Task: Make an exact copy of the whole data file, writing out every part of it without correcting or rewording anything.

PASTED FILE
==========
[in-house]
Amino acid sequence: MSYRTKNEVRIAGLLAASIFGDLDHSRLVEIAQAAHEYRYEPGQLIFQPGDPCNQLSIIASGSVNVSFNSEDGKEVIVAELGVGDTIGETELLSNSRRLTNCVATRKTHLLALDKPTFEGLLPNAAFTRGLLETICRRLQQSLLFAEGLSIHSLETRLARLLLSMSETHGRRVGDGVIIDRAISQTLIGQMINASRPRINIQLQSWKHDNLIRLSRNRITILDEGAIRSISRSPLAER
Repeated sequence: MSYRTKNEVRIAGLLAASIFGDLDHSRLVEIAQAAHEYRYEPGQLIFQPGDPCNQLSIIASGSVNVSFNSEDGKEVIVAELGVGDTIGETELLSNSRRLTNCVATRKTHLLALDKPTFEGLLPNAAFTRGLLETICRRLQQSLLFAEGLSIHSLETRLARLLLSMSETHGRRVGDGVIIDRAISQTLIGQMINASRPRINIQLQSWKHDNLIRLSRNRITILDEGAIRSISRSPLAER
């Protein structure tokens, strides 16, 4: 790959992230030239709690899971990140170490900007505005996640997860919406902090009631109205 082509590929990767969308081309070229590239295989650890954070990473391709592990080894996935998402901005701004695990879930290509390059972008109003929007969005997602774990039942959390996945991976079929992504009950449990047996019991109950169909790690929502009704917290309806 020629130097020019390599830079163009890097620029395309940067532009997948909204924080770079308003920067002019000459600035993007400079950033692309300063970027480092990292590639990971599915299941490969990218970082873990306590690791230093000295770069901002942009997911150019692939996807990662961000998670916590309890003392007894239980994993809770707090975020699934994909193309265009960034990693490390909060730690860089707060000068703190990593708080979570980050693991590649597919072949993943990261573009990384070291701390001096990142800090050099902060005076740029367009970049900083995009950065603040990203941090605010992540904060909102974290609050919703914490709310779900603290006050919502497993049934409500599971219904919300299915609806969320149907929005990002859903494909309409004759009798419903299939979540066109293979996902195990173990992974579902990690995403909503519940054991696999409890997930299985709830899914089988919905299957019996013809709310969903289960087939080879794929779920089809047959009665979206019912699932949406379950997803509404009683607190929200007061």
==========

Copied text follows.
[in-house]
Amino acid sequence: MSYRTKNEVRIAGLLAASIFGDLDHSRLVEIAQAAHEYRYEPGQLIFQPGDPCNQLSIIASGSVNVSFNSEDGKEVIVAELGVGDTIGETELLSNSRRLTNCVATRKTHLLALDKPTFEGLLPNAAFTRGLLETICRRLQQSLLFAEGLSIHSLETRLARLLLSMSETHGRRVGDGVIIDRAISQTLIGQMINASRPRINIQLQSWKHDNLIRLSRNRITILDEGAIRSISRSPLAER
Repeated sequence: MSYRTKNEVRIAGLLAASIFGDLDHSRLVEIAQAAHEYRYEPGQLIFQPGDPCNQLSIIASGSVNVSFNSEDGKEVIVAELGVGDTIGETELLSNSRRLTNCVATRKTHLLALDKPTFEGLLPNAAFTRGLLETICRRLQQSLLFAEGLSIHSLETRLARLLLSMSETHGRRVGDGVIIDRAISQTLIGQMINASRPRINIQLQSWKHDNLIRLSRNRITILDEGAIRSISRSPLAER
């Protein structure tokens, strides 16, 4: 790959992230030239709690899971990140170490900007505005996640997860919406902090009631109205 082509590929990767969308081309070229590239295989650890954070990473391709592990080894996935998402901005701004695990879930290509390059972008109003929007969005997602774990039942959390996945991976079929992504009950449990047996019991109950169909790690929502009704917290309806 020629130097020019390599830079163009890097620029395309940067532009997948909204924080770079308003920067002019000459600035993007400079950033692309300063970027480092990292590639990971599915299941490969990218970082873990306590690791230093000295770069901002942009997911150019692939996807990662961000998670916590309890003392007894239980994993809770707090975020699934994909193309265009960034990693490390909060730690860089707060000068703190990593708080979570980050693991590649597919072949993943990261573009990384070291701390001096990142800090050099902060005076740029367009970049900083995009950065603040990203941090605010992540904060909102974290609050919703914490709310779900603290006050919502497993049934409500599971219904919300299915609806969320149907929005990002859903494909309409004759009798419903299939979540066109293979996902195990173990992974579902990690995403909503519940054991696999409890997930299985709830899914089988919905299957019996013809709310969903289960087939080879794929779920089809047959009665979206019912699932949406379950997803509404009683607190929200007061």